Stem cell injection has potential to halt sight loss in early AMD
Results from a pre-clinical study show that a single injection lead to benefits lasting '16 human years'.
A team of US researchers has shown that stem cell transplants can prevent sight loss from age-related macular degeneration (AMD). A single injection of stem cells into the eye was able to stop the condition from progressing in rats with early AMD-like symptoms.
AMD is one of the leading causes of sight loss in the UK, affecting around 0.5 million people. In AMD, light-sensitive cells in the macula – the part of the eye used for detailed vision – become damaged and eventually die. There is currently no treatment to stop ‘dry’ AMD (the most common form of AMD) from progressing.
One way to protect vision could be to bring in healthy cells to do the job of cells lost to AMD. In the current study, researchers took adult human skin cells and converted them into a type of stem cell that can become nerve cells.
Results published in the journal Stem Cells showed that after these ‘induced neural progenitor cells’ were injected into the rat eye, they formed a protective layer that prevented further AMD-related damage.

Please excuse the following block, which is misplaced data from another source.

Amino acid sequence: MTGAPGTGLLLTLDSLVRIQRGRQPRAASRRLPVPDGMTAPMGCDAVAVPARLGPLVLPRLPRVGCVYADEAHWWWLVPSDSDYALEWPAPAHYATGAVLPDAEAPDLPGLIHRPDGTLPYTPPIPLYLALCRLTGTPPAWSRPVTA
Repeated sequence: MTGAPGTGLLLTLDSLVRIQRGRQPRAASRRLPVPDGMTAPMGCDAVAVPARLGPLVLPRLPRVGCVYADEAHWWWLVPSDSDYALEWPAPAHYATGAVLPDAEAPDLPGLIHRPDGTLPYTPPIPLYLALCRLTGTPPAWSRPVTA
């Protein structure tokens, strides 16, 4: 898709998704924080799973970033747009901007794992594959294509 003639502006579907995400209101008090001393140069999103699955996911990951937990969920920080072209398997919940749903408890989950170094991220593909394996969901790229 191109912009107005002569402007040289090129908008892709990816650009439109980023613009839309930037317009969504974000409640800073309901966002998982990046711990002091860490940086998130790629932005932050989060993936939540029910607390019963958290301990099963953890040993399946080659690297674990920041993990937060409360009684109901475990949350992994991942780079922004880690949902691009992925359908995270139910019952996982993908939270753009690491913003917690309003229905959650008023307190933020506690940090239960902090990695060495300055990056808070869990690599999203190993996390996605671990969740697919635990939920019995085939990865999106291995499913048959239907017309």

Treated eyes had more photoreceptors and more electrical activity in response to light than untreated eyes and there was no further sight loss. The effects lasted for 130 days in the rats – roughly 16 years in human terms.
“This is an early, pre-clinical study and there is still much to do in terms of safety and effectiveness before the injections could be tested in humans,” said Dr Dolores M Conroy, Director of Research at Fight for Sight.
“However, cell replacement therapy for AMD using a readily available source of stem cells is an exciting approach that could slow or perhaps even reverse sight loss in the crucial early stages, long before people have lost the ability to read or recognise faces. This is the number one priority identified by people affected by AMD during the James Lind Alliance Sight Loss and Vision Priority Setting Partnership.”